I’m going to do something that not too many boat anglers ever do, share a specific boat fishing mark! Why? ‘Cos I think my dad Bob would have appreciated the thought, he enjoyed sharing and talking about fishing almost as much as the fishing itself. If you knew my dad there wasn’t really any such thing as a “secret” spot!!!
WHY BOBS BOULDER?
Everybody who fishes the west coast of the Isle of Man knows about Craig’s Rock? It’s marked as a danger to navigation on every chart and even though it is charted slightly out of place it is roughly where it is supposed to be so very easy to find. I think everybody has fished it at one time or another. What none of those charts show though is another peak of rock that sticks up not quite as high but even closer to Peel.
I’d first heard of it years ago when my dad, the Bob in question here, told me of a large rock that came up to a point you could sea at low tide. Back in the day when everybody had small open boats, long before I was born (early 70’s), he’d towed a set of feathers over this rock purely by accident and caught the bottom closely followed by a Calig (Pollock) over 10lb. He switched back on himself and towed back over it catching another large fish. In the time he spent unhooking the second fish he lost his bearings and never found it again. His only guide was that it was “opposite” an old Coastguard Station by Whitestrand. This mark was always one he spoke about for years and years, usually on our way up to the Devils Elbow, Orrisdale or Jurby. The story off the rock would come out but with the Coastguard Station long gone and with my dads sense of “opposite” legendary we (I) never gave it a second thought. Seriously my dad was infamous for his landmarks, lining up thumbs and generally it was a big result if you were within a 2 mile radius of where you were supposed to be! I’ll tell the story of our pre GPS search for the Thracian wreck one day, that was one expensive fuel day 🙂
Then in 2010 I started doing my own sonar recordings to create our charts of where we fish. Over the years this has built in to what is probably the most detailed chart of large portions of the west coast of the Isle of Man you’ll ever find. I’d hate to think how many square miles it cover but it’s a lot with details down to a meter or less. And on one of those chart recording sessions we passed over a small bump in what was an other wise flat sandy bottom, I know enough to know that at 20 knots a small bump can be a whole lot more. The next chance I got we did a proper slow speed survey around that spot and marked out a large rock that was almost as big as Craig’s Rock. Sidescan sonar gave even more detail to what was bound to be a fish holding hot spot. We’d found my dads mark and having fished it for the last 5-6 years can confirm that whilst we’ve never pulled anything double figures it holds lots of fish. At various times of the year we’ve caught large Calig, plenty of Coalies, Mackerel (it’s one of those places that will hold fish before the main shoals turn up), Cod and Wrasse and the odd surprise 🙂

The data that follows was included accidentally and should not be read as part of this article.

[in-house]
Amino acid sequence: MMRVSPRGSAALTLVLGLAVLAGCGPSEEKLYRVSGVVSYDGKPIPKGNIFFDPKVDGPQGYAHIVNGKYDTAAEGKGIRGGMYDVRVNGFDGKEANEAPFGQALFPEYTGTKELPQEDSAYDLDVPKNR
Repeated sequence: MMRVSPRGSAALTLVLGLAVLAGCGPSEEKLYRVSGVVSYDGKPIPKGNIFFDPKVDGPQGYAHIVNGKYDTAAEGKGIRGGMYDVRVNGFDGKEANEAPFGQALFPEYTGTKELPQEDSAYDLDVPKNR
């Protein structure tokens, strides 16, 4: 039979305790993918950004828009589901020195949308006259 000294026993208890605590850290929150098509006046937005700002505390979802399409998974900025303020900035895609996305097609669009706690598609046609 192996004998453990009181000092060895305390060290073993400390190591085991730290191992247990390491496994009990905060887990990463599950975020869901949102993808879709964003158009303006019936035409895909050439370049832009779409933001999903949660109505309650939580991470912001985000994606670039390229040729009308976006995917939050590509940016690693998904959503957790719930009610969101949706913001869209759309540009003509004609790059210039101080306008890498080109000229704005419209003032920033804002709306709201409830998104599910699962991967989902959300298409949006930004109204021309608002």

Here’s a video of a bit of underwater action from Bob’s Boulder:-
BOB’s BOULDER GPS CO-ORDINATES
Here are the GPS co-ordinates you need.
I don’t mind sharing these but please if you’re not already fishing this spot (I’ve never seen any other boat on it) then please record it as Bob’s Boulder on your system. It would mean a lot.